First-year jitters behind him, Artemi Panarin ready for playoffs
It’s easy to imagine Blackhawks general manager Stan Bowman sweating out the last few games of the season as coach Joel Quenneville eagerly (and successfully) tried to ensure that Artemi Panarin would finish in the top 10 among forwards in points and secure his $1.725 million bonus — one that will count against the team’s salary cap next -season.
But Bowman wasn’t sweating it. He was expecting it.
“When we come into the season, we assume he’s going to get the bonus,” Bowman said. “Then if he doesn’t, we readjust. So we’re not really caught off guard. My preparation for next year — that’s what we’ve been planning on all year. We talked to Panarin at the end of last year, and he said, ‘I’m going to be even better next year.’ And we expected that to happen.”
Panarin doesn’t think about his bonus, point total or his standing in the league, because he says it can get his head and affect his play. When asked Thursday if he views himself as a top player in the league after his second consecutive 30-goal, 70-point season, he demurred, saying via an interpreter than he is “always trying to keep my feet on the ground.”
But as he enters his second career Stanley Cup playoffs, he’s more comfortable and more confident than ever. And even after posting two goals and five assists in a seven-game first-round loss to the Blues last spring, he’s expecting more from himself this time around.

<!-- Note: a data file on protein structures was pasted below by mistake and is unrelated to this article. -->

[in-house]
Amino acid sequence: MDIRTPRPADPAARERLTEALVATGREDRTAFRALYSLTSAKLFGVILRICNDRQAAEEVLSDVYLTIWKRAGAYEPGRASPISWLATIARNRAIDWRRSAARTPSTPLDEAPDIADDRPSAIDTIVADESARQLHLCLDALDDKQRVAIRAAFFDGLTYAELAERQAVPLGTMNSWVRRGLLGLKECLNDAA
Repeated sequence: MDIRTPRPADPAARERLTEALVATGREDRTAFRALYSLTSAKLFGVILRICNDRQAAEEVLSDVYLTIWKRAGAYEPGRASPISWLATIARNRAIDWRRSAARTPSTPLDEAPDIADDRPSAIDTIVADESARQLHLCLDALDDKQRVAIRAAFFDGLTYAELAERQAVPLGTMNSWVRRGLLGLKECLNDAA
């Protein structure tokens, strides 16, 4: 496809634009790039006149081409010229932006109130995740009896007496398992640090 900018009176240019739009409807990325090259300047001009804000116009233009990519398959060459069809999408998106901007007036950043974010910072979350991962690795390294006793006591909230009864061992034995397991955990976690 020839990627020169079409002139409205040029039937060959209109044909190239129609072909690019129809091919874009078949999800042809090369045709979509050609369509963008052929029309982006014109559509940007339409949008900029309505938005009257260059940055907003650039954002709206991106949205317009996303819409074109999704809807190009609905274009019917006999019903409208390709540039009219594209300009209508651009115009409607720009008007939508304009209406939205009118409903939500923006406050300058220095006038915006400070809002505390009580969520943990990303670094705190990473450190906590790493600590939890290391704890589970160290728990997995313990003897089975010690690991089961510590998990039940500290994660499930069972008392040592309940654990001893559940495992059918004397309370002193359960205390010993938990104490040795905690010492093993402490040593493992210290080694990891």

“I was probably a little bit more nervous last season, in my first playoffs,” he said. “I feel better now than last season. … I’m not nervous. I know what to expect from the game. I know the game is going to be more physical, more provocative. I’m ready for it.”
Panarin’s comfort level is growing off the ice, too. He can converse relatively well in English, though he still conducts interviews in Russian. And he’s taken to Twitter in recent weeks. It’s his agent, Dan Milstein, however, doing the actual tweeting. But Panarin made it clear that all the comments are his own.
Panarin’s transition from the KHL has been incredibly successful (and between his two years worth of bonuses and his two-year, $12 million contract that starts next year, wildly lucrative). He said he was “grateful that my life is going this way.”
So is Bowman, no matter the effect on the cap.
“He did something pretty special here, to come in two years in a row and get 70 points, 30 goals a year,” Bowman said. “That just doesn’t happen. It’s really hard to find players who are able to do that. We couldn’t be more happy for Artemi.”
Follow me on Twitter @MarkLazerus.